The invisible bicycle rider
STREETLIFE - Nigel Paul C. Villarete (The Freeman) - June 18, 2019 - 12:00am

When talk deviates towards the use of bicycles for transportation, most of my friends generally start off with a litany of reasons why people wouldn’t bike. The weather is too hot, the air is polluted, there are no bike lanes, it’s not safe – the list goes on and on. Well, occasionally, you would come up with someone who does bike, and he or she will only tell you that they bike “in spite of” all those things. The latter are the minority, of course – we still live in a country where biking (or cycling) is not “cool”.

Many countries and cities do take biking seriously - most of Europe, especially the Netherlands and the Scandinavian countries, and Eastern Asia – Japan, Korea, and China. People argue that it’s because of the cooler weather, though I couldn’t think of anything more uncomfortable than biking in winter. Apparently, they do, and on the other side of the spectrum, people bike a lot, too, in the hotter part of Africa and Central America. There are a lot of bikers in Singapore, too, which generally has a hotter climate than the Philippines, since they’re almost at the equator.

So, it’s not many of those things. Ten years ago, we started talking about the state of bicycle transport in Cebu City, so we did a little “study” – just a simple traffic count of bicycles along the city’s main arteries. I asked CITOM to do the count atop six skywalks in the city – CIT, Macopa Street, Imus, Mabolo, Country Mall, and Lahug. The daily results were surprising – in the first four, the count ranges from 700-1,200 per direction, and it was 200-400 for the last two. This was in 2009. There are many more today!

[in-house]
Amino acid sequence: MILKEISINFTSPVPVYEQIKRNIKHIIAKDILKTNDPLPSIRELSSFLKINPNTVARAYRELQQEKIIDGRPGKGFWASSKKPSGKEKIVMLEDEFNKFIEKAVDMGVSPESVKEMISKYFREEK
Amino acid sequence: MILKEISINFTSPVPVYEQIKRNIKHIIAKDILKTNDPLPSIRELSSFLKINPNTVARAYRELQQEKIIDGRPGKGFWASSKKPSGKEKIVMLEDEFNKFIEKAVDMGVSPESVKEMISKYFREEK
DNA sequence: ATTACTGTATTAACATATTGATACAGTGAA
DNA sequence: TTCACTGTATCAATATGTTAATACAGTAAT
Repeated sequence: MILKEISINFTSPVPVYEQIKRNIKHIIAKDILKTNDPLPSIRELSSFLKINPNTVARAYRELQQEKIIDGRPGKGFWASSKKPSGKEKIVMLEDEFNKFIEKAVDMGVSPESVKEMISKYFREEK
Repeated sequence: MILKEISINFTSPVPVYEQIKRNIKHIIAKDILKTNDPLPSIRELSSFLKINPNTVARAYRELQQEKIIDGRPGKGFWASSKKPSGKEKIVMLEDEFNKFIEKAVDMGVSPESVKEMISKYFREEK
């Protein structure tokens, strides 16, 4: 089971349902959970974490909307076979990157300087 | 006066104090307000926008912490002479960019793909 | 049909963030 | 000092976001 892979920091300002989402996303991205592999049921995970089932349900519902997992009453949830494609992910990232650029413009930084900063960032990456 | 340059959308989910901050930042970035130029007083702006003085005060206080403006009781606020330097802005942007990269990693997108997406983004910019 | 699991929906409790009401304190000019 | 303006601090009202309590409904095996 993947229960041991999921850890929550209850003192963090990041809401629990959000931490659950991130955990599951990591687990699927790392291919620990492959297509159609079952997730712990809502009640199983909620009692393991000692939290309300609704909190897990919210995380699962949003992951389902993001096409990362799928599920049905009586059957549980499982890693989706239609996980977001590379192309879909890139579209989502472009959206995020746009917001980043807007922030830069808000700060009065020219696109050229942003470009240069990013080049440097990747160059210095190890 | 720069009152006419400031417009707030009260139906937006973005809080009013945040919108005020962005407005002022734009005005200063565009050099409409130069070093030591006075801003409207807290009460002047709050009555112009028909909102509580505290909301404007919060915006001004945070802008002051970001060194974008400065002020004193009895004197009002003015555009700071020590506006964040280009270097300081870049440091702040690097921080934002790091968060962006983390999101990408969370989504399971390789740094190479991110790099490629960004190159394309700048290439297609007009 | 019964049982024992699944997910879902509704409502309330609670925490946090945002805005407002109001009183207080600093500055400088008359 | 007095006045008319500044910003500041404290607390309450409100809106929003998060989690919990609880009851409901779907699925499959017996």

What was even more surprising is that the bulk of these bike rides were bike-to-work trips! These are not the bikers you see on TV sporting Tour-de-France attire with all the paraphernalia to boot, but there are ordinary citizens, mostly workers and students which is why the counts were lumped during 6:00-8:30 a.m. and 5:00-6:00 p.m. timeslots and pretty flat in between. Overall, the “enthusiasts” (that’s how we call them) ranges only between 5 to 10% of the total. Of course, these percentages would have been higher during weekends, but we only did the counts on weekdays.

“Where are these bikers?” you ask. It seems they become invisible especially to those who drive their own private cars. If you really want to see, them, you must consciously and intentionally look out for them. Try it, they’re there. Or, we are! I have been a “bike-to-work” biker for two years now, and honestly, it’s only in the last two years that I consciously see them, from where I am riding on my bike. Before that, I don’t see them, even if I know they did exist because of that count we made in 2009. Maybe that’s the reason people generally don’t support biking for mobility. They think we don’t exist. We do, only that to many, especially those comfortable in their cars, we’re invisible.

  • Latest
Are you sure you want to log out?
Login is one of the most vibrant, opinionated, discerning communities of readers on cyberspace. With your meaningful insights, help shape the stories that can shape the country. Sign up now!

or sign in with